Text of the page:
“In matters of grave importance, style, not sincerity, is the vital thing,” writes Oscar Wilde in the third act of “The Importance of Being Earnest.” This weekend, Masque and Gown stages the classic comedy in Pickard Theater with a generous measure of each.
The play, which takes place in Victorian England, centers on the exploits of two male friends, Jack Worthing and Algernon Moncrieff (played by Chase Gladden ’17 and James Jelin ’16) who habitually falsify their identities in order to avoid working and paying debts. All goes well until they fall in love. This comedy skewers the habits of upper-class Victorian women as well as men. Cordelia Orbach ’17 and Axis Fuksman-Kumpa ’17 play the love interests Gwendolen Fairfax and Cecily Cardew.
“It’s very funny, fast-paced, a lot of jokes are made for jokes sake,” said director Trevor Murray ’16.
“[The play] has very universal comedy, which not only appeals to Bowdoin students, but to the broader Brunswick area as well. Being able to appeal to a large audience and bring more people into the theater at Bowdoin is a great step for Masque and Gown,” said Murray.
Although he has directed smaller scale productions since high school, this is Murray’s first full-length theater show.
“It was a process of breaking down all of the blocking and making scenes work very coherently. Scheduling times for actors was another challenge, as many Bowdoin students involve themselves in more than one extracurricular activity. Evan, a lead, also had a broken ankle for much of the rehearsal time,” said Murray.
Murray says he tried to put a new spin on the widely loved show by downplaying certain comedic elements.
“I opted for not using British accents. Also, a lot of productions of this show do it in a very high comedy, farcical sense. I have tried to ground it a little bit and bring out some of the more serious interactions, specifically in the romance between characters,” he said.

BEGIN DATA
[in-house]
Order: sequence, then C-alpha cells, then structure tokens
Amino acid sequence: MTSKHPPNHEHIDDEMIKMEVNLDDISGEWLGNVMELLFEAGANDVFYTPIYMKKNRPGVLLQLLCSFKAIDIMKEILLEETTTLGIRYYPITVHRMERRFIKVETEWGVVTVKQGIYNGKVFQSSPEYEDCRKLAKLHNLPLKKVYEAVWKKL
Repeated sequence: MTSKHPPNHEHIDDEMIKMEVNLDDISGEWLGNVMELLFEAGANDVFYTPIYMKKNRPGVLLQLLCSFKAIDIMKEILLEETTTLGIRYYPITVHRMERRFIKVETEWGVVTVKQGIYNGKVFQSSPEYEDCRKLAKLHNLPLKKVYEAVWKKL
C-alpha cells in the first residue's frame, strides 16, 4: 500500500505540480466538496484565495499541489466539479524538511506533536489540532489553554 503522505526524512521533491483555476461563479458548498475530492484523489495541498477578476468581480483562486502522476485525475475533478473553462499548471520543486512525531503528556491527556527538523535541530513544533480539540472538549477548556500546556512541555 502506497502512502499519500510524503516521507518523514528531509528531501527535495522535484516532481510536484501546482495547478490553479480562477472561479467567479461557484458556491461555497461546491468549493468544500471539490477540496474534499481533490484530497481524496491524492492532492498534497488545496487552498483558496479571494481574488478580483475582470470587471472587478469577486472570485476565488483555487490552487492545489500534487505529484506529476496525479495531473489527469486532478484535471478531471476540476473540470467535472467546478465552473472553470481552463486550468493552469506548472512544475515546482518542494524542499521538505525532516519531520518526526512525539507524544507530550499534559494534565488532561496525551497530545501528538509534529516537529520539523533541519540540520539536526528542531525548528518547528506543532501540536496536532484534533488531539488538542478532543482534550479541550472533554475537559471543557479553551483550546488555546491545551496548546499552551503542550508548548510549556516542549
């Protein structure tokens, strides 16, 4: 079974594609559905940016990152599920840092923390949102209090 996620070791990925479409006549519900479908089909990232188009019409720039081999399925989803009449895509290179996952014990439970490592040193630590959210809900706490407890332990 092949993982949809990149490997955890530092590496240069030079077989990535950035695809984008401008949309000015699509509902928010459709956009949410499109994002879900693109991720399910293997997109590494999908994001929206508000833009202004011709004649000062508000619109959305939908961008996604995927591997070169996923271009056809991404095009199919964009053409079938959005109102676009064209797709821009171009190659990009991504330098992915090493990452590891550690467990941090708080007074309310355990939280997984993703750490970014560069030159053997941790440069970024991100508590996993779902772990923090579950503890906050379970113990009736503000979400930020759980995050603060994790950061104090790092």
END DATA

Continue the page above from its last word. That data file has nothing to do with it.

Murray credits the relative ease of the production to the actors and tech team, who he says have been cooperative and supportive in their work.
Stage manager Erin McKissick ’16 is responsible for attending rehearsals and running tech week, which entails coordinating sound and lighting and calling out cues.
“This is my second time stage managing, so I knew what I was doing more this time,” said McKissick.
Pickard Theater, the largest performance space on campus, has allowed for the staging of elaborate sets.
“Pickard is a very classic, large theater,” said Murray. “When doing a show there, you have to make sure you have the set to compensate.”
One challenge for this show was to create a set with walls large enough to visually separate the two homes and the garden.
Other set pieces add to this effect; according to McKissick, two large trellises “that fly in from the ceiling” act as a clear indicator that the action has moved to the garden.
McKissick said the overall process has been very smooth.
“One thing that can be hard is that we have a lot of people in the show who are great friends, which is awesome for bonding, but makes for a chatty group,” said McKissick. “Also, period pieces can be challenging to find the correct atmosphere on stage and to make sure everything is true to the Victorian setting.”
Evan Horwitz ’15 plays Lady Bracknell, a domineering, Victorian woman.
“I kind of butt into everyone’s business and think that I have the authority on propriety and morality,” said Horwitz of his character.
He said he is excited to play this female role.
“It is a really funny and complex play that is a great choice to show on a college campus because it is a smart comedy, which is something you don’t see as often anymore,” he said.
There has been good chemistry among cast and crew members, according to Horwitz.
“Trevor cast the show really well, so the dynamic between the characters was found really early on. We’ve had fun bringing in the technical components, costumes, sets, lighting and props as well, which has brought a new set of challenges,” he said.
Horwitz said the comedic nature of the production of this show presents a challenge for actors.
“It’s hard to find the real people within the characters. It’s been a challenge for me to find something human in this role because one of the points is to make the audience laugh. I think we have all found the people in the roles,” said Horwitz.
Overall, Murray said he believes this play is suitable for all audiences and is a true crowd-pleaser.
“This is a show with really universal comedy and everyone can find something to love about it. It is so absurd, but just so silly in a really lovable way,” he said.